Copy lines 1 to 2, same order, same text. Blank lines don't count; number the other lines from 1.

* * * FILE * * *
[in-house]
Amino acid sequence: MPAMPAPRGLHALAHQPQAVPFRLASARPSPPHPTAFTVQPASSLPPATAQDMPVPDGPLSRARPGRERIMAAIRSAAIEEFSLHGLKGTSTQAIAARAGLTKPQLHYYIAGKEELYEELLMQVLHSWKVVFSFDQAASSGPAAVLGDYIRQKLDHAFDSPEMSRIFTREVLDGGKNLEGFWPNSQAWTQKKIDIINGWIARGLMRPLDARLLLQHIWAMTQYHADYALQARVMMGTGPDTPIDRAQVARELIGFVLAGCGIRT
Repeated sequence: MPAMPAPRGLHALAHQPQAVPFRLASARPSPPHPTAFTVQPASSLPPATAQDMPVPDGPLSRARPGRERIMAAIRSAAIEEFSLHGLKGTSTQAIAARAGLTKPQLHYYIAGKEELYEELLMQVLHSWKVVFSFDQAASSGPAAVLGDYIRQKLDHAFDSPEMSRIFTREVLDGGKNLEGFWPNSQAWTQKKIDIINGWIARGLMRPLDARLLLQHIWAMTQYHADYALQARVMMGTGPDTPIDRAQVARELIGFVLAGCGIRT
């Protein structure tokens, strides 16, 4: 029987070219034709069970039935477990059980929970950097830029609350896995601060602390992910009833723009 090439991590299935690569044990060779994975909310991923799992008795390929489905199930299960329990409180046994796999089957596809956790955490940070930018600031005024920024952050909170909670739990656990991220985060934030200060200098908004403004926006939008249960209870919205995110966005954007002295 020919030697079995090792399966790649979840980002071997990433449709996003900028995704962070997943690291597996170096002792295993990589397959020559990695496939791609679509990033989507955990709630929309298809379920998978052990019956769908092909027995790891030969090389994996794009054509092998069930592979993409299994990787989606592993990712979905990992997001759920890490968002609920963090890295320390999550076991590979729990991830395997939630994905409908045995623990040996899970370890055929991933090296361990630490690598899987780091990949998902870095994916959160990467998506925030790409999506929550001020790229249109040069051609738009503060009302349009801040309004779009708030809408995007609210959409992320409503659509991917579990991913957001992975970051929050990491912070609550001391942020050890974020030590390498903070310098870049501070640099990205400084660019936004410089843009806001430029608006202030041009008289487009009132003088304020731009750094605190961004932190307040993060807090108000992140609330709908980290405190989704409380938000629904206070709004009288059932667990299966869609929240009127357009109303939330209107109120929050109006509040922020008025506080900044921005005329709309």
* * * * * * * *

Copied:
[in-house]
Amino acid sequence: MPAMPAPRGLHALAHQPQAVPFRLASARPSPPHPTAFTVQPASSLPPATAQDMPVPDGPLSRARPGRERIMAAIRSAAIEEFSLHGLKGTSTQAIAARAGLTKPQLHYYIAGKEELYEELLMQVLHSWKVVFSFDQAASSGPAAVLGDYIRQKLDHAFDSPEMSRIFTREVLDGGKNLEGFWPNSQAWTQKKIDIINGWIARGLMRPLDARLLLQHIWAMTQYHADYALQARVMMGTGPDTPIDRAQVARELIGFVLAGCGIRT